Trading Places

I was very impressed with the Judge’s decision. It showed common sense and a perceptive understanding of the best interests of the children. Children caught between separating parents, each seeking an interim Order that the Judge award them custody of the children, and exclusive occupancy of the family home. Rather than awarding custody of the children to one of the parents over the other, the Supreme Court Judge decided, in view of her finding that both parents were caring parents, to make a “shared parenting” Order.

The Order provided each of the parents with equal access to the children in the family home, rather than the usual arrangement whereby children are transported either to, or from, the residences of both parents. When one parent was exercising access to the children in the family residence for one-half the week, the other parent would be required to vacate the residence and live elsewhere. In effect, the children would benefit from the stability and consistency of remaining in the family residence while the parents would come and go during periods of access.

Regular readers of this column will know that I have often criticized the adversarial, winner take all approach encouraged in most family law proceedings, particularly where parents are battling over issues of custody. The winner is deemed to be the parent awarded custody and primary residence of the children.

For those unfortunate souls familiar with such proceedings there are few events which are more stressful and discouraging, or ultimately more harmful to the children. No doubt the stress and frustration is compounded by the fact that the current family law system encourages each parent to disparage the parenting abilities of the other while emphasizing their own superior parenting abilities. All done in an effort to convince the Judge that one parent is more deserving of custody of the children than the other. A decision which typically destroys or at the very least, severely damages the relationship of the children to the “losing” parent, relegated to the role of the “access” parent.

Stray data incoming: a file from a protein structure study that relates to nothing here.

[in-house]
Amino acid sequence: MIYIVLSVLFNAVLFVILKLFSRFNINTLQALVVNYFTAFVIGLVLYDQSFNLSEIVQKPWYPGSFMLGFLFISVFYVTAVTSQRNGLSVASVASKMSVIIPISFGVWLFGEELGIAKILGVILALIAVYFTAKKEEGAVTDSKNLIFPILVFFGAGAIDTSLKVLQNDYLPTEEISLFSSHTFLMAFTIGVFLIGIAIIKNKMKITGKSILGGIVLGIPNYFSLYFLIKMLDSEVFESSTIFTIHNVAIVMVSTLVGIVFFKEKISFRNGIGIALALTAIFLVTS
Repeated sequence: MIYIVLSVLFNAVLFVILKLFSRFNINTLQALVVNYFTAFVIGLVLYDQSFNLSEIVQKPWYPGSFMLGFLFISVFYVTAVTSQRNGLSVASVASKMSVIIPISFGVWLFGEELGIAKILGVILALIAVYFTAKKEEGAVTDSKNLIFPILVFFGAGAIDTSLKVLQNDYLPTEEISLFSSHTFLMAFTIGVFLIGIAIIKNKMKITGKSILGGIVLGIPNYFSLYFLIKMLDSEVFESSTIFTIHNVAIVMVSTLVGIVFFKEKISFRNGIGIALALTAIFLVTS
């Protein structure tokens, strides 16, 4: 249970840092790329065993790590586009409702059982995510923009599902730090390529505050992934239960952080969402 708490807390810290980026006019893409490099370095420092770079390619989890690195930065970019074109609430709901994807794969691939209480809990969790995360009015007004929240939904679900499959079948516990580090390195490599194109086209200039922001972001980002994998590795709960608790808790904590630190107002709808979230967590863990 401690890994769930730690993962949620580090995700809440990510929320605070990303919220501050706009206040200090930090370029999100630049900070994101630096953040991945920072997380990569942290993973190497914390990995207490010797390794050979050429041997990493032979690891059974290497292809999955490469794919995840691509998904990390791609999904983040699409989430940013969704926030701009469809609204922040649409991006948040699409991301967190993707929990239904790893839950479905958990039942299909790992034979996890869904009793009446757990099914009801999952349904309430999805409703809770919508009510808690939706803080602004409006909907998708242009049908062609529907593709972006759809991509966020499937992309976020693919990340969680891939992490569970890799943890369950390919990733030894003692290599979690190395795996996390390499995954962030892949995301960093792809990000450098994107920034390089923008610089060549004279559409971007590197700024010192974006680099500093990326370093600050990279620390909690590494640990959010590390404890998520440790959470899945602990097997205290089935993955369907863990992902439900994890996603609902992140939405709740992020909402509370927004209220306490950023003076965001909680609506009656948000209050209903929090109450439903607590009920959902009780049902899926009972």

This recent “shared parenting” decision, made in a case where I represented one of the parents, offers at least some hope that courts will strive to ensure that children continue to benefit equally from the involvement of two loving and responsible parents. Unfortunately, as I mentioned in a previous column, the Federal Government recently announced that it does not intend at this time to implement changes to the Divorce Act which would require Judges to make shared parenting Orders, in most circumstances.

While the Federal Government continues to drag it’s heels to implement “shared parenting” as the new parenting status quo, let’s hope that more Judges reject the old stereotypes, and adopt a more enlightened approach to child custody. After all, our children deserve nothing less.